According to reports, Ethereum’s bug issue gave hackers the means to abuse digital asset exchanges. The report says a bug relating to the Ether-based GasToken (that made it easier for hackers to attack crypto exchanges) has been fixed. There is a lot we need to understand about this situation.
The bug reportedly made it a lot easier for hackers to force crypto exchanges into paying high fees, although as at the time of writing this publication, it was unclear which exchanges were affected or which platforms lacked the security means to avert the issue from expanding. The hackers could exploit the bug to get profits.
The bug issue was discovered by some astute cryptocurrency researchers, who ultimately issued private messages to “digital exchanges as fast as possible” in a bid to warn them about the problem. The platforms that received the message later implemented the relevant security measures to counter the bug and put an end to the hacker’s threat.
A Wake-Up Call for Exchanges to Implement Stricter Security Measures
Many exchanges, according to the researchers, were not actually implementing the appropriate limits relating to GasToken utilization. They neglected the issue of how many tokens should be sent to multiple random addresses. Thus, once a transaction is completed, the hackers had the ability to force the exchanges affected into paying astronomical amounts of money for ongoing computation before going on to drain the exchanges’ reserves. The hackers could mint new GasTokens (minting involves creating new coins for profit).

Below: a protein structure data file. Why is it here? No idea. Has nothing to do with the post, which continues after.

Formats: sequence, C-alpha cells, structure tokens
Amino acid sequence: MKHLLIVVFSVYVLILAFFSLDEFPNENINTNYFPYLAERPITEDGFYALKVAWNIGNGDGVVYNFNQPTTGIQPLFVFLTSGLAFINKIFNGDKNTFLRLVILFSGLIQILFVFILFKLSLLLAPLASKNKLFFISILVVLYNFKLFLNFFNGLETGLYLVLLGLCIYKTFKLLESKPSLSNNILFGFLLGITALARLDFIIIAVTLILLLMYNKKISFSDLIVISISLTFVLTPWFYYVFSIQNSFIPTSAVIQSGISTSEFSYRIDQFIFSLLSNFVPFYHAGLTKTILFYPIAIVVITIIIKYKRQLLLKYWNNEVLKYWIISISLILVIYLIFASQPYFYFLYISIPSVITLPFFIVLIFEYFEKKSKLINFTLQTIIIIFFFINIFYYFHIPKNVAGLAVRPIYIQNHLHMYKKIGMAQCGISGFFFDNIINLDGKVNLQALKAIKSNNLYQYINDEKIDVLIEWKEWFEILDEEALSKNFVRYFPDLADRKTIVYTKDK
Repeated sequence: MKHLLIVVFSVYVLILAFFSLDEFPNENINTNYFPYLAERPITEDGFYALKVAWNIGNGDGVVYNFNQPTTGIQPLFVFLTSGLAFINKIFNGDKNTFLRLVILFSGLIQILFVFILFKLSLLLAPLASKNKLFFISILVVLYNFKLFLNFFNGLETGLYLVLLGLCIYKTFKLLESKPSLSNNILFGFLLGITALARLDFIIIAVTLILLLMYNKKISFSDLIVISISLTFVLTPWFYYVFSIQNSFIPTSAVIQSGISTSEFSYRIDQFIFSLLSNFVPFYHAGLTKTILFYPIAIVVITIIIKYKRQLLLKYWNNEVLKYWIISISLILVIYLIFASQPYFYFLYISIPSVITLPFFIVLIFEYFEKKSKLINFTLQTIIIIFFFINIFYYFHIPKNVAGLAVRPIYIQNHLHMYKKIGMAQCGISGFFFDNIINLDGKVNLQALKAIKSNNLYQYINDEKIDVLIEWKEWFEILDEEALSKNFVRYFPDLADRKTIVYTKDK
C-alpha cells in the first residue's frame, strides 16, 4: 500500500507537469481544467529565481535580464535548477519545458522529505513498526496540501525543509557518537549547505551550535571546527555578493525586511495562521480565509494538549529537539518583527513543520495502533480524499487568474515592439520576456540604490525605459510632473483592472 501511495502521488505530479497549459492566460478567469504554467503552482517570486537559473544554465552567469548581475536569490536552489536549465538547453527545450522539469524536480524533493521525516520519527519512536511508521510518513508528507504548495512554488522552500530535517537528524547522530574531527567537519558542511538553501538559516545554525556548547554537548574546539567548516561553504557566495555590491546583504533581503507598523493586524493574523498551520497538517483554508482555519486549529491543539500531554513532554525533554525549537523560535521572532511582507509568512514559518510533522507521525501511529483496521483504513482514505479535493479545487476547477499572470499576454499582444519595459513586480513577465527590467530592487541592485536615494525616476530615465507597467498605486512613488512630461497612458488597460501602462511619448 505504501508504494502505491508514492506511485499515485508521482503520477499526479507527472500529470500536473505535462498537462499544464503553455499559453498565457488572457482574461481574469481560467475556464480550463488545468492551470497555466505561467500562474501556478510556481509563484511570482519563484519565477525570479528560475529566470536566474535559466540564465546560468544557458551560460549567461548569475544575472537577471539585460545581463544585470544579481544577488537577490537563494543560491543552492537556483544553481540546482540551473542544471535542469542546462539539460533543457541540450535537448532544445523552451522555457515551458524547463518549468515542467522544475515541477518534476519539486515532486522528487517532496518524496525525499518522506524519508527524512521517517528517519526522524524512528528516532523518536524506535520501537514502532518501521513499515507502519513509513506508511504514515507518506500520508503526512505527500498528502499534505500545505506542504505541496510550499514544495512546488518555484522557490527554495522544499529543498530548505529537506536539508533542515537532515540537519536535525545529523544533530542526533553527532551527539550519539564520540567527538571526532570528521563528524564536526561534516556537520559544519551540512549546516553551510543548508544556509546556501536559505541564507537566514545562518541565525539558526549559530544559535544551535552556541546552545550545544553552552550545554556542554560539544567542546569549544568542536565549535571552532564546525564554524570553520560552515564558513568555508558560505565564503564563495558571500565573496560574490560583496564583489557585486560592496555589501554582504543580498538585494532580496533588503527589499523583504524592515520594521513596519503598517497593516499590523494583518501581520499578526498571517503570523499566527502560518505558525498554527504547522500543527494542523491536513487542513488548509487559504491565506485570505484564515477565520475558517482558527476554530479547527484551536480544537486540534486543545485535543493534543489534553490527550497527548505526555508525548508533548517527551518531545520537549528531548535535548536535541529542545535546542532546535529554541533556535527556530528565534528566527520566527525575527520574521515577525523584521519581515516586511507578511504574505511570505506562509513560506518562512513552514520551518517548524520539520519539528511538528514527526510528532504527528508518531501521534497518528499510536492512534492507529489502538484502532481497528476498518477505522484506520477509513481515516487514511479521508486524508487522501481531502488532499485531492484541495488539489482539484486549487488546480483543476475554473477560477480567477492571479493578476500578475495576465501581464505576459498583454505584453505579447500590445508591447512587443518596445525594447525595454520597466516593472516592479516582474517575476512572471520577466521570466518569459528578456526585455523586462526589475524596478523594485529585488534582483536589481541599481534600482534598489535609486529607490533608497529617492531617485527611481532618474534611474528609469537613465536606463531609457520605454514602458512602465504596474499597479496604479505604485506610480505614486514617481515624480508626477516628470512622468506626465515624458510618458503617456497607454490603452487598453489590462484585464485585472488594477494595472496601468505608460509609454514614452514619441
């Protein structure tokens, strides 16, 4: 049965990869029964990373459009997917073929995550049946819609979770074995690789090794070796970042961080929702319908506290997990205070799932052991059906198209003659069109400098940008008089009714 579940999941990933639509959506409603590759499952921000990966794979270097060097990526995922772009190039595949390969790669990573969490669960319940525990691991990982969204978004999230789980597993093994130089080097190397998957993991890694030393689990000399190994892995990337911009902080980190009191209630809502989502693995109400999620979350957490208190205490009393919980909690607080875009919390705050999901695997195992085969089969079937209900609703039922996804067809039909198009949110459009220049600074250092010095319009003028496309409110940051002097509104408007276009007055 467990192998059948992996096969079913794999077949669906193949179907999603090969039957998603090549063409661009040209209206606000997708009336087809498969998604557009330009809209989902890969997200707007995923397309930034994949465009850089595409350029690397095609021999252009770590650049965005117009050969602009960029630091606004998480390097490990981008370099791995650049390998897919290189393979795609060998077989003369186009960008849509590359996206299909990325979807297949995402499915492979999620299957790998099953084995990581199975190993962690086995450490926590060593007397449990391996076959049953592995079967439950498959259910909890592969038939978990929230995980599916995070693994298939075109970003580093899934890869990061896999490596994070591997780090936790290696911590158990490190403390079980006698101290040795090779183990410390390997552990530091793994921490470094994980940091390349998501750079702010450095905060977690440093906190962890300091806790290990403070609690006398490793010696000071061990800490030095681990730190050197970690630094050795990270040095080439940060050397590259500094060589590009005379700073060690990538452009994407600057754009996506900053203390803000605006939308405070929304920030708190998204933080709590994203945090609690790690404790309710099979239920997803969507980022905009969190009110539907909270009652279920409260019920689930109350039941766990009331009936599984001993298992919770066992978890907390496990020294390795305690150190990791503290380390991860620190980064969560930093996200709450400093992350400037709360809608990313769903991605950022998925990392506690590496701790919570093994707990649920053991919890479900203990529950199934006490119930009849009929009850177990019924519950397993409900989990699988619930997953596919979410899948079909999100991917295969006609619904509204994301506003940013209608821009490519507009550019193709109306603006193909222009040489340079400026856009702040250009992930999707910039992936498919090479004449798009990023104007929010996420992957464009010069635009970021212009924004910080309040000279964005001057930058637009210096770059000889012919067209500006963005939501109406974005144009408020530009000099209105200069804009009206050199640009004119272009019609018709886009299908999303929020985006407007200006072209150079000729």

Hackers were also given the ability to enforce high charges on users who are engaging in business using random accounts. However, on a positive note, it has to be said that not all crypto exchanges became vulnerable because of the bug. The reason for this is because only exchanges that are implementing Ethereum-based transactions were victimized. The problem made just these ones vulnerable.
Ethereum (ETH) Price Today – ETH / USD
Only Very Few Exchanges Could Have Been Affected
The number of exchanges affected was ultimately narrowed down to networks that initiated such transactions. Exchanges that processed them weren’t affected. Hence, it is safe to say a limited number of crypto platforms could have been affected. Decentralized exchanges and platforms that used smart contracts to process their user money transfers could not be attacked by hackers.
The bug was discovered by researchers in late October. After this event, the researchers informed all exchanges they know could have been affected, advising them to facilitate only “reasonable gas limits on every transaction” in a bid to defend against a security threat. As of press time, the exchanges have all implemented the necessary defenses ultimately rendering the problem null and void.
This Case is a Familiar One
It is essential to indicate that this is not the first time that Ethereum has paved the way for malicious activity. We can recall that earlier in the year; research staffers found a vulnerability in Coinbase. This vulnerability allowed users on the platform to reward themselves with unlimited amounts of tokens. Additionally, another familiar case was when a flaw in the wallet system of Monero (XMR) allowed users of the token to potentially steal XMR coins from digital asset exchanges.